San Francisco legal recruiter Richard Hsu has shifted his interview series from its original focus on lawyers and their hobbies. Reflecting his background as Caltech engineer and BigLaw partner, Hsu now indulges his curiosity with a quirky selection of authors, entrepreneurs and celebrities, ranging from Apple co-founder Steve Wozniak to Caroll Spinney, Big Bird’s puppet master.
In posts, authors interview other Law Library of Congress staffers about their jobs, cover highlights of the LLC's online publication, Global Legal Monitor and note developments and enhancements in Congress.gov, an online archive of congressional proceedings.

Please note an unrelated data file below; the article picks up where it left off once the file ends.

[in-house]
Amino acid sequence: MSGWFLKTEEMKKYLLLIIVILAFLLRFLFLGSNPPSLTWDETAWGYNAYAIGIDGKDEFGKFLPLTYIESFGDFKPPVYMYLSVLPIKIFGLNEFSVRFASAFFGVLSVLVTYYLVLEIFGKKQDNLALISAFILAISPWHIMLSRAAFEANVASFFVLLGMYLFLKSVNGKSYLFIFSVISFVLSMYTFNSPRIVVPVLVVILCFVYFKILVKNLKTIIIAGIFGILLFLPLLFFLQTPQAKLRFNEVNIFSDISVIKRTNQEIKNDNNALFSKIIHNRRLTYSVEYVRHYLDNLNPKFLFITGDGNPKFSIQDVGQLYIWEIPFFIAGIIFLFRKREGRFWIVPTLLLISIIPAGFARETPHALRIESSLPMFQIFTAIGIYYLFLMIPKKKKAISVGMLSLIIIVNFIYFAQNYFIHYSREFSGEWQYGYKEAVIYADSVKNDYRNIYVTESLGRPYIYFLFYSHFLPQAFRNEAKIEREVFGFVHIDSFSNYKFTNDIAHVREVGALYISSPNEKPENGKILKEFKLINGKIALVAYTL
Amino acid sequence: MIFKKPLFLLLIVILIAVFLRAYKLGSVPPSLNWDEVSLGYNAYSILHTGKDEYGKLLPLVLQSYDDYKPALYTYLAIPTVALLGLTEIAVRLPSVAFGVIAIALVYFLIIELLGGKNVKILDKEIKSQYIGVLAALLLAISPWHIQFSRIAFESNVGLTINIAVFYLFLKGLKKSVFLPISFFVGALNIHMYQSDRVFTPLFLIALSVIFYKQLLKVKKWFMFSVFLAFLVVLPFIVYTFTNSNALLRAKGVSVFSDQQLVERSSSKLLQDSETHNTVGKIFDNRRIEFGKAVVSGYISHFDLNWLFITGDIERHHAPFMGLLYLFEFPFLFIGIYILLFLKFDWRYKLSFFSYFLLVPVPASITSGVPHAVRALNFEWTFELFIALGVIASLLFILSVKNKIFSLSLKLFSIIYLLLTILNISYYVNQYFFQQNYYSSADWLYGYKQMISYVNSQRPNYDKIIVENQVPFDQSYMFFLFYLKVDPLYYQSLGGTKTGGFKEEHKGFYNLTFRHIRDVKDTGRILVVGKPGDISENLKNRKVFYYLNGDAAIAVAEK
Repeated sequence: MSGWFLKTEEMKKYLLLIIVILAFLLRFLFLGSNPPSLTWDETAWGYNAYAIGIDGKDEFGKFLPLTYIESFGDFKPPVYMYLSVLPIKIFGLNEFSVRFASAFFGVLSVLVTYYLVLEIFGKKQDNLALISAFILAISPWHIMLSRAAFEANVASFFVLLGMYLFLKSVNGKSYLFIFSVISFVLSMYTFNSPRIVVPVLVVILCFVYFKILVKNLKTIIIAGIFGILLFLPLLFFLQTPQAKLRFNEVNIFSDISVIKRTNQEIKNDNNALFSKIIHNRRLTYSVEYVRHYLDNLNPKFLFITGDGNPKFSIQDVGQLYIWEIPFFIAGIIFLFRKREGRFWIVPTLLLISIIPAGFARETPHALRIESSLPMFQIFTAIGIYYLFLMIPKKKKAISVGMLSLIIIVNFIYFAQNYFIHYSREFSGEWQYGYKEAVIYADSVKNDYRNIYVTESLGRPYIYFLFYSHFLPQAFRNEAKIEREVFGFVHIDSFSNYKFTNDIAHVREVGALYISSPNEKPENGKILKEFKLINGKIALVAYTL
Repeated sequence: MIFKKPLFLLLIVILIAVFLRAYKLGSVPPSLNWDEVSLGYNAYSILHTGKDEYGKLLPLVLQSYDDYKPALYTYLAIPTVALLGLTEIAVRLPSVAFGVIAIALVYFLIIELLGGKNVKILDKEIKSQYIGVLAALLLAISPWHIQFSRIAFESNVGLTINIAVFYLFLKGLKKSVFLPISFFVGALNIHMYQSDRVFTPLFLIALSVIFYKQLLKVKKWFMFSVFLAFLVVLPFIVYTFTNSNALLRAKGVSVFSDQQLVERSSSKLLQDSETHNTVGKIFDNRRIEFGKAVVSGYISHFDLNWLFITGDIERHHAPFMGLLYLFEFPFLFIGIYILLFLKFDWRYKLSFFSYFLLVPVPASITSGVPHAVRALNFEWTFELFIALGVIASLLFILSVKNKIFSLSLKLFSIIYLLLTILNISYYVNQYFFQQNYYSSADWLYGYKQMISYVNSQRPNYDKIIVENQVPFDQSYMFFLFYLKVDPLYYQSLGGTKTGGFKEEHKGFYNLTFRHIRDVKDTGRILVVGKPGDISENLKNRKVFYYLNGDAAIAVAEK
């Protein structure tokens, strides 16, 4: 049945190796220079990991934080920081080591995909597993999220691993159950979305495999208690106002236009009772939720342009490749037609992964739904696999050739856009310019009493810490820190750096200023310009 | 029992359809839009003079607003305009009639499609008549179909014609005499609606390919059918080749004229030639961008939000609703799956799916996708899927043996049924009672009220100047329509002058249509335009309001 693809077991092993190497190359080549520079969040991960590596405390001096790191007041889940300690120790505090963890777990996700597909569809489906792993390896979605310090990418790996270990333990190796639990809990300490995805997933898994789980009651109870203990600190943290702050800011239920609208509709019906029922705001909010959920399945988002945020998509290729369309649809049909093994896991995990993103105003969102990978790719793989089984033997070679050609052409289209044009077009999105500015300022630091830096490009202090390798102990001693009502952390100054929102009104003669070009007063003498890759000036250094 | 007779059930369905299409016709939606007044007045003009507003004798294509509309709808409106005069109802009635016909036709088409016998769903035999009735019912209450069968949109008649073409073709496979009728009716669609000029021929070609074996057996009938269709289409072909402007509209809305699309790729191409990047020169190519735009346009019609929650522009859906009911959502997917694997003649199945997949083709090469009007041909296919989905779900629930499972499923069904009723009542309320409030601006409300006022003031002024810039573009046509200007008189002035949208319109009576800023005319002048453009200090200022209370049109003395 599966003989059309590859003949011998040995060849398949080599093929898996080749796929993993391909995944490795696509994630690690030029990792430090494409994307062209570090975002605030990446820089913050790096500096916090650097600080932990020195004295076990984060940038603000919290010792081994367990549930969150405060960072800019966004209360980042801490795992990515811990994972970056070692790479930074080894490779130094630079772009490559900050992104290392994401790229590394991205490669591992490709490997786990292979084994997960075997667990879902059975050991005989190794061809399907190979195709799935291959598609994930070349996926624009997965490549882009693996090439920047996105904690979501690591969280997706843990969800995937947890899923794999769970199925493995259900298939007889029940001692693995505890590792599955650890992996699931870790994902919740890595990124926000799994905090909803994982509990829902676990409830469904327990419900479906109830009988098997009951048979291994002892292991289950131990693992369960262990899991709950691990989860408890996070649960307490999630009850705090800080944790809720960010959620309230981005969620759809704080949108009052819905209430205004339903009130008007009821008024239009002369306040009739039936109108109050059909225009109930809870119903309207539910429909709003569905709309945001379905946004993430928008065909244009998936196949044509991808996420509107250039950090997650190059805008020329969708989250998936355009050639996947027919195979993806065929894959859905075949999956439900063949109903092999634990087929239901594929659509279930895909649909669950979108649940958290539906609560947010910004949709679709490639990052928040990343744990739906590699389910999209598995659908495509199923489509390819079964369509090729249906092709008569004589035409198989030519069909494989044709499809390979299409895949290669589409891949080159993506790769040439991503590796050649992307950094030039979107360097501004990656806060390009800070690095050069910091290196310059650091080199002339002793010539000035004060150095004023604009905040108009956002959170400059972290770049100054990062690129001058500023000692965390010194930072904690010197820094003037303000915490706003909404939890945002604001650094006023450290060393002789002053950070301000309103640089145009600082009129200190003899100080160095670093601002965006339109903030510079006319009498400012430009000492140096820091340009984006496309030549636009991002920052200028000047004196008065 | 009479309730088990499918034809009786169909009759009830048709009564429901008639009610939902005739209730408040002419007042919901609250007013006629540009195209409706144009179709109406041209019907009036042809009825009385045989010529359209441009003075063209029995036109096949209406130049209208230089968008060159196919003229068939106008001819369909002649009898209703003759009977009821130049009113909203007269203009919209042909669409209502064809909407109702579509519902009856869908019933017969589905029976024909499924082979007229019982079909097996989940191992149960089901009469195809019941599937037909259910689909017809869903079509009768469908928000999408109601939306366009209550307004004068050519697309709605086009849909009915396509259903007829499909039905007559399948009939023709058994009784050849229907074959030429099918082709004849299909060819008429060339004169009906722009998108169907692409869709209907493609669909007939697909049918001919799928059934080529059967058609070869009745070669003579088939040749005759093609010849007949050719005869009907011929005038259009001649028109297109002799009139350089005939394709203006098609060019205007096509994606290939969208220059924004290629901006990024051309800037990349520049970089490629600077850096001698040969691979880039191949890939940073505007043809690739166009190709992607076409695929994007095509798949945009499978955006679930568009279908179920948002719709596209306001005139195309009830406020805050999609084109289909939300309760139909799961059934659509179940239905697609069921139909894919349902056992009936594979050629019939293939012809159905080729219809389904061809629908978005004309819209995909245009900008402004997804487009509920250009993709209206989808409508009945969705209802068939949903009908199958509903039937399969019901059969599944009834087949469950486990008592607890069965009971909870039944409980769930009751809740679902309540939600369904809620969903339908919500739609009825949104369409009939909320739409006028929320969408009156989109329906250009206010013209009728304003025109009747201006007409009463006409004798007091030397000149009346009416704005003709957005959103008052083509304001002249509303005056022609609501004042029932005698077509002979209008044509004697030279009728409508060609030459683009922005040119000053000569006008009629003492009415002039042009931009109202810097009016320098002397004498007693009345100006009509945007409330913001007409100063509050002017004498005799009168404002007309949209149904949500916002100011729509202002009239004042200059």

Blog posts summarize federal and state court decisions related to social media, blogging and copyright. The author also discusses newly emerging technology issues, cybersecurity and how content licensing is affected by Internet laws.
"A site for lawyers who use iPhones." Gives readers a heads-up on iPhone applications on the horizon and provides reviews on and detailed instructions on the use of the apps that the blogger has tried for himself.
This blawg keeps tabs on the U.S. Patent and Trademark Office, devours and analyzes draft reports on gene patents, and speculates on what the Obama administration will mean to patent law.
Blog posts educate readers about the positives of and the limitations of alternative dispute resolutions. Authors include advice for both practitioners and for clients, and they explain how arbitration and mediation work in the real world. They also discuss updates to ADR laws and regulations.